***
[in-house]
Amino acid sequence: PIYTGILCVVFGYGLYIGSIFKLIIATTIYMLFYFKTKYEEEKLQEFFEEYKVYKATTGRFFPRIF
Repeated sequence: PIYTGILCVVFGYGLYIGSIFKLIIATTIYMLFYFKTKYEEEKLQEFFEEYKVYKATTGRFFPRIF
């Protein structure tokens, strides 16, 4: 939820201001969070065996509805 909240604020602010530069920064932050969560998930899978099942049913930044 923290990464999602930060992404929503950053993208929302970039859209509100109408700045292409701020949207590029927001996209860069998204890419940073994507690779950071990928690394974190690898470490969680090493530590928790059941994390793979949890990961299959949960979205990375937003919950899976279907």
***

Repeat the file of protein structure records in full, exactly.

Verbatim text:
[in-house]
Amino acid sequence: PIYTGILCVVFGYGLYIGSIFKLIIATTIYMLFYFKTKYEEEKLQEFFEEYKVYKATTGRFFPRIF
Repeated sequence: PIYTGILCVVFGYGLYIGSIFKLIIATTIYMLFYFKTKYEEEKLQEFFEEYKVYKATTGRFFPRIF
């Protein structure tokens, strides 16, 4: 939820201001969070065996509805 909240604020602010530069920064932050969560998930899978099942049913930044 923290990464999602930060992404929503950053993208929302970039859209509100109408700045292409701020949207590029927001996209860069998204890419940073994507690779950071990928690394974190690898470490969680090493530590928790059941994390793979949890990961299959949960979205990375937003919950899976279907």